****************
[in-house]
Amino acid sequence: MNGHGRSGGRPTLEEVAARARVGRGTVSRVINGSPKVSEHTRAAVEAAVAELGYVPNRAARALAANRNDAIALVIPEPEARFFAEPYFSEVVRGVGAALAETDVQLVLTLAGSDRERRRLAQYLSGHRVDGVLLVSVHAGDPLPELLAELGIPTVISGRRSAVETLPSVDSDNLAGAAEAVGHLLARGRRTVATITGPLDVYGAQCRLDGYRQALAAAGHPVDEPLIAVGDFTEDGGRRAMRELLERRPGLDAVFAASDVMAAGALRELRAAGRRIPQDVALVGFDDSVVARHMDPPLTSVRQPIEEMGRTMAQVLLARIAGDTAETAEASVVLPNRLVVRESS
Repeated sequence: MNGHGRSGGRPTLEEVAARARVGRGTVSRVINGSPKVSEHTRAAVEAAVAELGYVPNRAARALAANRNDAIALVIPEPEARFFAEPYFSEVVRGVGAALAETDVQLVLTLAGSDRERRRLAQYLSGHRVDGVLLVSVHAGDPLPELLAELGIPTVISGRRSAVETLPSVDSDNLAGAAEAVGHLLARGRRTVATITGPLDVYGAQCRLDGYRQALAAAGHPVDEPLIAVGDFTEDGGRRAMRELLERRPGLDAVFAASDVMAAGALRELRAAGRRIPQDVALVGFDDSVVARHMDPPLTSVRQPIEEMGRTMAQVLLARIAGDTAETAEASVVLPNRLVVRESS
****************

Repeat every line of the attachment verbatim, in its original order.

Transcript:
[in-house]
Amino acid sequence: MNGHGRSGGRPTLEEVAARARVGRGTVSRVINGSPKVSEHTRAAVEAAVAELGYVPNRAARALAANRNDAIALVIPEPEARFFAEPYFSEVVRGVGAALAETDVQLVLTLAGSDRERRRLAQYLSGHRVDGVLLVSVHAGDPLPELLAELGIPTVISGRRSAVETLPSVDSDNLAGAAEAVGHLLARGRRTVATITGPLDVYGAQCRLDGYRQALAAAGHPVDEPLIAVGDFTEDGGRRAMRELLERRPGLDAVFAASDVMAAGALRELRAAGRRIPQDVALVGFDDSVVARHMDPPLTSVRQPIEEMGRTMAQVLLARIAGDTAETAEASVVLPNRLVVRESS
Repeated sequence: MNGHGRSGGRPTLEEVAARARVGRGTVSRVINGSPKVSEHTRAAVEAAVAELGYVPNRAARALAANRNDAIALVIPEPEARFFAEPYFSEVVRGVGAALAETDVQLVLTLAGSDRERRRLAQYLSGHRVDGVLLVSVHAGDPLPELLAELGIPTVISGRRSAVETLPSVDSDNLAGAAEAVGHLLARGRRTVATITGPLDVYGAQCRLDGYRQALAAAGHPVDEPLIAVGDFTEDGGRRAMRELLERRPGLDAVFAASDVMAAGALRELRAAGRRIPQDVALVGFDDSVVARHMDPPLTSVRQPIEEMGRTMAQVLLARIAGDTAETAEASVVLPNRLVVRESS